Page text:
SC Constitution bench to hear review petitions against Ayodhya verdict on December 12

The SC bench headed by Chief Justice SA Bobde and comprising Justices DY Chandrachud, Ashok Bhushan, SA Nazeer and Sanjeev Khanna will start the in-chamber proceedings at 1.40 PM.

SC Constitution bench to hear review petitions against Ayodhya verdict on December 12

A five-judge Constitution bench of the Supreme Court (SC) is scheduled to hold an in-chamber hearing on Thursday (December 12) to decide whether to hear review petitions challenging the top court's verdict in Ram Janambhoomi-Babri Masjid case in open court or not.

The SC bench headed by Chief Justice SA Bobde and comprising Justices DY Chandrachud, Ashok Bhushan, SA Nazeer and Sanjeev Khanna will start the in-chamber proceedings at 1.40 PM. Notably, Justice Khanna is the only judge who was not a part of the five-judge Constitution bench that had delivered the verdict in this case on November 9 paving way for the construction of Ram temple at the site. Khanna replaces the former Chief Justice of India Ranjan Gogoi.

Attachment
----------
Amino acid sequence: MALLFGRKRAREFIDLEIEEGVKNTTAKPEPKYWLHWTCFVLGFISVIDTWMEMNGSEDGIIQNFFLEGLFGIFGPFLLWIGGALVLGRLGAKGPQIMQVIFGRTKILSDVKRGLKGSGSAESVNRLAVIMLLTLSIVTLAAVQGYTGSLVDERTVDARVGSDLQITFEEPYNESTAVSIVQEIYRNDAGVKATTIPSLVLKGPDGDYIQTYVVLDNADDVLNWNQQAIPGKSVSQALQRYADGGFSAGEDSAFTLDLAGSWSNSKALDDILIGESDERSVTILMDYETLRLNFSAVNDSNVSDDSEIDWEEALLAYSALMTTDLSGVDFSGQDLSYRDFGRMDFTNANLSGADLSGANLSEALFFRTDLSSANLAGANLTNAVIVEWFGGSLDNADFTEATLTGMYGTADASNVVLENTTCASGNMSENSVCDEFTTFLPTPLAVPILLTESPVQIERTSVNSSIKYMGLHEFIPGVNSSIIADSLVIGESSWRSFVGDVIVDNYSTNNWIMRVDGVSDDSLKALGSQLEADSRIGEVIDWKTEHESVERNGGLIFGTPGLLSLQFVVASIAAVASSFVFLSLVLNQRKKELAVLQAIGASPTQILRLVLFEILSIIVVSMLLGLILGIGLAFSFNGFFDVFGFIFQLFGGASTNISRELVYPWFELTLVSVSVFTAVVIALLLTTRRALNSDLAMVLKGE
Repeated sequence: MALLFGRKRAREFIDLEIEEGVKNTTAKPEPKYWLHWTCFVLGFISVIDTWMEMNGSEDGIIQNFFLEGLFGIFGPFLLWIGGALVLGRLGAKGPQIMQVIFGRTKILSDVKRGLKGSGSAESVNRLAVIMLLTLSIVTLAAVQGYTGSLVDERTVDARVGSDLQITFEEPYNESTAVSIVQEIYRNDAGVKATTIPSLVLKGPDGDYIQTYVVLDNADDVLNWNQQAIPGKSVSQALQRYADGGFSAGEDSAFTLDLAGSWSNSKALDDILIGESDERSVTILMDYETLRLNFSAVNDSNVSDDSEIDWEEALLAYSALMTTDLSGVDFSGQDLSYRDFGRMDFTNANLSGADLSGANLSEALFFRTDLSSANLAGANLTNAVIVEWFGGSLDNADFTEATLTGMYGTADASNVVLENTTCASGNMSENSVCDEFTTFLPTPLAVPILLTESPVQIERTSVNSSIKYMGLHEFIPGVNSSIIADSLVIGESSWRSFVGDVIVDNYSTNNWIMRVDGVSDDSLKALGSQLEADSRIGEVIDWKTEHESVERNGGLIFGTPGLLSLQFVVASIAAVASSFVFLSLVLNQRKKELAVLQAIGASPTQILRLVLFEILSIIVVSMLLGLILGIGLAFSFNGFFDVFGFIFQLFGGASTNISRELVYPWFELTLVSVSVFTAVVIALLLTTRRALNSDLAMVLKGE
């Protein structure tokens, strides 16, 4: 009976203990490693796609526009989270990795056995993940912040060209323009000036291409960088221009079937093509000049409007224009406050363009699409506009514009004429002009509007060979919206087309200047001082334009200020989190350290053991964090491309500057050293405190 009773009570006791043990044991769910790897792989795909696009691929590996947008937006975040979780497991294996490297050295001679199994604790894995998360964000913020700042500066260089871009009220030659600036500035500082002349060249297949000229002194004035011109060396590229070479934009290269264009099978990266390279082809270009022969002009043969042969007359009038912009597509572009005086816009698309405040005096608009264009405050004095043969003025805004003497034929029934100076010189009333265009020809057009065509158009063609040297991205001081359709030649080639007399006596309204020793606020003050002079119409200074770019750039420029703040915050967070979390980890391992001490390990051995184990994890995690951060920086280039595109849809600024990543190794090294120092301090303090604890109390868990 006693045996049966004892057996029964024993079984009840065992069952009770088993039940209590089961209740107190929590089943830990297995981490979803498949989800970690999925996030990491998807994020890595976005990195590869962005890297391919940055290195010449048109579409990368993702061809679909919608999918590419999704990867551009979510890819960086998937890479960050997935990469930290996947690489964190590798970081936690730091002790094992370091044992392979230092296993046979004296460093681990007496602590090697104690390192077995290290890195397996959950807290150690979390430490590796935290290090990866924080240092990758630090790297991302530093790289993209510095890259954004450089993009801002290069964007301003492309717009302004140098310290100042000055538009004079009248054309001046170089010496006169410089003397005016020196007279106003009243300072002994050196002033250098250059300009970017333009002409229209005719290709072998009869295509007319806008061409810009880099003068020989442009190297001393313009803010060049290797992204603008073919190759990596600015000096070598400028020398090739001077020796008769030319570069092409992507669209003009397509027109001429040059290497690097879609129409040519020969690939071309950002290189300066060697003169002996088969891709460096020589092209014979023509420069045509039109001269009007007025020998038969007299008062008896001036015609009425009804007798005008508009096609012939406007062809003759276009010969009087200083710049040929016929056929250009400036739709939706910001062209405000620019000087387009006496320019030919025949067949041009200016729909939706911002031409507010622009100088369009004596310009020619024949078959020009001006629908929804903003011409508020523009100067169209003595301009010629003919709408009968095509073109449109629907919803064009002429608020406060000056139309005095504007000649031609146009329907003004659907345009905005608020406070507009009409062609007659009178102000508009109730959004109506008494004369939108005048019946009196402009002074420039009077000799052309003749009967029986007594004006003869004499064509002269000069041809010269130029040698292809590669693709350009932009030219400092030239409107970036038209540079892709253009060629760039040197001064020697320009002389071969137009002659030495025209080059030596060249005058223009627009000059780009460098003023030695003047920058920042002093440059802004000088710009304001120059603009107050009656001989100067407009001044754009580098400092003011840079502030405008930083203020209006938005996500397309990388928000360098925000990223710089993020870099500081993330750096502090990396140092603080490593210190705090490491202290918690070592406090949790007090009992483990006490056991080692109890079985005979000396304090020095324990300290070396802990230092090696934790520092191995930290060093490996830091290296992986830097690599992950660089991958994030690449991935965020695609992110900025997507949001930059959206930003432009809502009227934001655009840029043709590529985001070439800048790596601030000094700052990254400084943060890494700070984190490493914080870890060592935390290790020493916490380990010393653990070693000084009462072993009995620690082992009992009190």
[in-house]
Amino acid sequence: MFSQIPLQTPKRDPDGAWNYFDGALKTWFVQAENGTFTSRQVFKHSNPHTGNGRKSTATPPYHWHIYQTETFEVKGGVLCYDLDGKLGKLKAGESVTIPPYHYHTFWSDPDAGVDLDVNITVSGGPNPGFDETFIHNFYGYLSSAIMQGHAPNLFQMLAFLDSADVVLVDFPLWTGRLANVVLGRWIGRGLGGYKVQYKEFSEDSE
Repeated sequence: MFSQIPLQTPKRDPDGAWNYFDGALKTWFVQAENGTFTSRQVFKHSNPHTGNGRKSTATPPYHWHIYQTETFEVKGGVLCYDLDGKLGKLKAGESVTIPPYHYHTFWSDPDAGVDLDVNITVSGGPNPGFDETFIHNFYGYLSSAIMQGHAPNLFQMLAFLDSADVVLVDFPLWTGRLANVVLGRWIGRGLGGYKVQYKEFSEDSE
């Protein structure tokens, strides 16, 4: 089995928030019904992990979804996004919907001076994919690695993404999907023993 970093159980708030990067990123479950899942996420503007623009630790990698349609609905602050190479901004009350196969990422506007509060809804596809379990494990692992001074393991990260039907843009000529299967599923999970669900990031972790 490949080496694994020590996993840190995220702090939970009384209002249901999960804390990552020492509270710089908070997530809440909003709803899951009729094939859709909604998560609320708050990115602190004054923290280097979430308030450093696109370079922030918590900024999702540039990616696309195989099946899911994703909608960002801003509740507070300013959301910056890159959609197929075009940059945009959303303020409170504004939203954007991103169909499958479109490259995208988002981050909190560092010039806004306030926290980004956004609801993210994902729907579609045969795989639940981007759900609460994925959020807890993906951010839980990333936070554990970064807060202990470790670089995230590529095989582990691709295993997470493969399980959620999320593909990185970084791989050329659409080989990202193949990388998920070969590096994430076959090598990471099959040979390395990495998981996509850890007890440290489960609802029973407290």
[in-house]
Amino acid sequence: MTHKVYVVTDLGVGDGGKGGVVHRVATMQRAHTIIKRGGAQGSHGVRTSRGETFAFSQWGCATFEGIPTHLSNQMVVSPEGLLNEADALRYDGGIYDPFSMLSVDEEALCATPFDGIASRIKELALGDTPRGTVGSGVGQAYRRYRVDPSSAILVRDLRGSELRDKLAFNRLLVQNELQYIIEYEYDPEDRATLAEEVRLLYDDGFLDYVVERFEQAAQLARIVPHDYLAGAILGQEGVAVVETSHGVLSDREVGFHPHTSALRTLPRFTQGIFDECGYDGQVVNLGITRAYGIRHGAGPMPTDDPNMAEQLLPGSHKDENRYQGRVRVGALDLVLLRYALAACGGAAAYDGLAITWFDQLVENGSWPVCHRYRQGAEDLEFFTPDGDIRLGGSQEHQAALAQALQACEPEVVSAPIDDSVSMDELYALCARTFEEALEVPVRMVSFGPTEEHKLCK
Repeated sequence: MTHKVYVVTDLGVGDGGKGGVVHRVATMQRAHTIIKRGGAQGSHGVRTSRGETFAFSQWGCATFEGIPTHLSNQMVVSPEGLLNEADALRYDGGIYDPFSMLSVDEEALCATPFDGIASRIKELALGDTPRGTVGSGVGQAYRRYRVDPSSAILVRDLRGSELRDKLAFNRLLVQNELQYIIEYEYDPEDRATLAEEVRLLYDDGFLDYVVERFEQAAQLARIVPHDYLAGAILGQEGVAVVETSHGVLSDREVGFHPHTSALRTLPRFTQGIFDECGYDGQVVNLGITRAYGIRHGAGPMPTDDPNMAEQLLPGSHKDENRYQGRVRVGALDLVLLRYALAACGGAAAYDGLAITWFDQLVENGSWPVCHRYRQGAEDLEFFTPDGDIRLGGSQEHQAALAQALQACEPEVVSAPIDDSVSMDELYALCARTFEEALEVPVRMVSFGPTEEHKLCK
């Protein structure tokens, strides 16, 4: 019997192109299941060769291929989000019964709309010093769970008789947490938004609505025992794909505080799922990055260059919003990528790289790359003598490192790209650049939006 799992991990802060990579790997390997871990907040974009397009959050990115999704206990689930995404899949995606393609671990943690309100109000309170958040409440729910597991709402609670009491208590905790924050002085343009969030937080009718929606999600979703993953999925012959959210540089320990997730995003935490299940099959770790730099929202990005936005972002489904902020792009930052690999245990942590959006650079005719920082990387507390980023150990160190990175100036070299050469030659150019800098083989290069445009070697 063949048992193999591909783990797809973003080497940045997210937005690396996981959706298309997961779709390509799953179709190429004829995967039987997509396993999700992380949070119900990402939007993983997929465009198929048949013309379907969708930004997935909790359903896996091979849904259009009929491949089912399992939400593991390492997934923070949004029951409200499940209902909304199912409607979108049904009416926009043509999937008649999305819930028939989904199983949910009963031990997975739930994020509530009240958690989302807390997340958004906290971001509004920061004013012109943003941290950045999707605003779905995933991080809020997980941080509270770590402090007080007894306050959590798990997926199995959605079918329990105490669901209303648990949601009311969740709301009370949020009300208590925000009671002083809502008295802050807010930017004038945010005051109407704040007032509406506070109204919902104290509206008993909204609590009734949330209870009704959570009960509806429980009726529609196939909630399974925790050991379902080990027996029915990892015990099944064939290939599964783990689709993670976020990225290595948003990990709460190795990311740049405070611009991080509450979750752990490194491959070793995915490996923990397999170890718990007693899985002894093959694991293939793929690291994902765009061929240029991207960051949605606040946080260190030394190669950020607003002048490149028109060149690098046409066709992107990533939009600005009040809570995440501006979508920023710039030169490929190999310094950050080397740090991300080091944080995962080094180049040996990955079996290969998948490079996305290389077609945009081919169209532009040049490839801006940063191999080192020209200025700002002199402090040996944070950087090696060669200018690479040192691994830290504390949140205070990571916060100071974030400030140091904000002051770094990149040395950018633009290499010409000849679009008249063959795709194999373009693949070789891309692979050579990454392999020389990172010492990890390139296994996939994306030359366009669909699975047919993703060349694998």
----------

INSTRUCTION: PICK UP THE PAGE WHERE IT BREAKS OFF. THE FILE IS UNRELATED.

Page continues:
If the apex court decides to go for an open court hearing, then the top court will hear the arguments of all parties heard again, and if the bench decides against it, the reconsideration petitions will be dismissed. 

So far, 18 petitions have been filed in the Supreme Court challenging its historic decision and on Monday (December 10) a group of 40 social workers also filed the review plea challenging the SC verdict in the Ayodhya case. Among the social workers are Harsh Mander, Nandini Sundar, and Pravat Pattnaik.

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"We have filed the reconsideration petitions seeking a modification of the November 9 verdict. The petition has demanded that the top court should reconsider its November 9 verdict with respect to the Ayodhya verdict," Mander was earlier quoted by ANI. 

On November 9, the SC had delivered its verdict in Ayodhya case saying that the disputed 2.27 acres of land site in Ayodhya belongs to Hindu party and ruled that Sunni Waqf Board will get 5-acres of land at an alternative site for building a mosque. The apex court clarified that either the Central government can give the five-acre land to the Sunni Waqf Board from the nearly 68 acres of land which it had acquired in 1993 under the Acquisition of Certain Area at Ayodhya Act or the state government could hand over the piece of land at a "suitable prominent place in Ayodhya".